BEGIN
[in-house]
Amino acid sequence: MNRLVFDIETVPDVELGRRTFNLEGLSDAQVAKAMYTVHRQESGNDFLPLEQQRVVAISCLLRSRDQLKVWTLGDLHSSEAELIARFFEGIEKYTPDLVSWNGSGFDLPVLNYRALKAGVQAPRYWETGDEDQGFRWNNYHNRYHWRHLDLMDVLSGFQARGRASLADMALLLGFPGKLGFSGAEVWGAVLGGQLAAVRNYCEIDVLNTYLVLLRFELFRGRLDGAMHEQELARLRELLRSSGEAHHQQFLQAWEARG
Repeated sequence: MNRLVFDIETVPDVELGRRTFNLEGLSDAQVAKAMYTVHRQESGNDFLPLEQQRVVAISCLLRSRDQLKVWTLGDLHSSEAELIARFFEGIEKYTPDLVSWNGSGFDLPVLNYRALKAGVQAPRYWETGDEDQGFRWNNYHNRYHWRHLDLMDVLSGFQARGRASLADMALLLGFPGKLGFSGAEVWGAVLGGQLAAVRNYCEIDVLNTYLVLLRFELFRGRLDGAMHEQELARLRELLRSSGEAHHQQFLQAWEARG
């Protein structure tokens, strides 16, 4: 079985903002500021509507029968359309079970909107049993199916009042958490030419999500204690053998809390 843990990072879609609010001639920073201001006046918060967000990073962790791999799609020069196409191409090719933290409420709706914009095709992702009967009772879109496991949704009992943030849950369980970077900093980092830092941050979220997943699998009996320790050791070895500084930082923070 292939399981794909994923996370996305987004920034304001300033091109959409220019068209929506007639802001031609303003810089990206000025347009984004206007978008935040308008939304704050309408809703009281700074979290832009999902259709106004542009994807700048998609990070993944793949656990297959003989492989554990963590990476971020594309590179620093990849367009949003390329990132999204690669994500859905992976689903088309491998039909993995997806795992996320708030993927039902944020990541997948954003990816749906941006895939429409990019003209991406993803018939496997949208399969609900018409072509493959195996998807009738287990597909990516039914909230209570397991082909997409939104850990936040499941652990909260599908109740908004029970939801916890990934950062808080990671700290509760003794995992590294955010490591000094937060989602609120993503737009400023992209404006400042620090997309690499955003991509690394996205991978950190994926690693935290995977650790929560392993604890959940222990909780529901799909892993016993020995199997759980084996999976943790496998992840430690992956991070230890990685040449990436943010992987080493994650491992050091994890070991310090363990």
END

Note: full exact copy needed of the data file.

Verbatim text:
[in-house]
Amino acid sequence: MNRLVFDIETVPDVELGRRTFNLEGLSDAQVAKAMYTVHRQESGNDFLPLEQQRVVAISCLLRSRDQLKVWTLGDLHSSEAELIARFFEGIEKYTPDLVSWNGSGFDLPVLNYRALKAGVQAPRYWETGDEDQGFRWNNYHNRYHWRHLDLMDVLSGFQARGRASLADMALLLGFPGKLGFSGAEVWGAVLGGQLAAVRNYCEIDVLNTYLVLLRFELFRGRLDGAMHEQELARLRELLRSSGEAHHQQFLQAWEARG
Repeated sequence: MNRLVFDIETVPDVELGRRTFNLEGLSDAQVAKAMYTVHRQESGNDFLPLEQQRVVAISCLLRSRDQLKVWTLGDLHSSEAELIARFFEGIEKYTPDLVSWNGSGFDLPVLNYRALKAGVQAPRYWETGDEDQGFRWNNYHNRYHWRHLDLMDVLSGFQARGRASLADMALLLGFPGKLGFSGAEVWGAVLGGQLAAVRNYCEIDVLNTYLVLLRFELFRGRLDGAMHEQELARLRELLRSSGEAHHQQFLQAWEARG
């Protein structure tokens, strides 16, 4: 079985903002500021509507029968359309079970909107049993199916009042958490030419999500204690053998809390 843990990072879609609010001639920073201001006046918060967000990073962790791999799609020069196409191409090719933290409420709706914009095709992702009967009772879109496991949704009992943030849950369980970077900093980092830092941050979220997943699998009996320790050791070895500084930082923070 292939399981794909994923996370996305987004920034304001300033091109959409220019068209929506007639802001031609303003810089990206000025347009984004206007978008935040308008939304704050309408809703009281700074979290832009999902259709106004542009994807700048998609990070993944793949656990297959003989492989554990963590990476971020594309590179620093990849367009949003390329990132999204690669994500859905992976689903088309491998039909993995997806795992996320708030993927039902944020990541997948954003990816749906941006895939429409990019003209991406993803018939496997949208399969609900018409072509493959195996998807009738287990597909990516039914909230209570397991082909997409939104850990936040499941652990909260599908109740908004029970939801916890990934950062808080990671700290509760003794995992590294955010490591000094937060989602609120993503737009400023992209404006400042620090997309690499955003991509690394996205991978950190994926690693935290995977650790929560392993604890959940222990909780529901799909892993016993020995199997759980084996999976943790496998992840430690992956991070230890990685040449990436943010992987080493994650491992050091994890070991310090363990």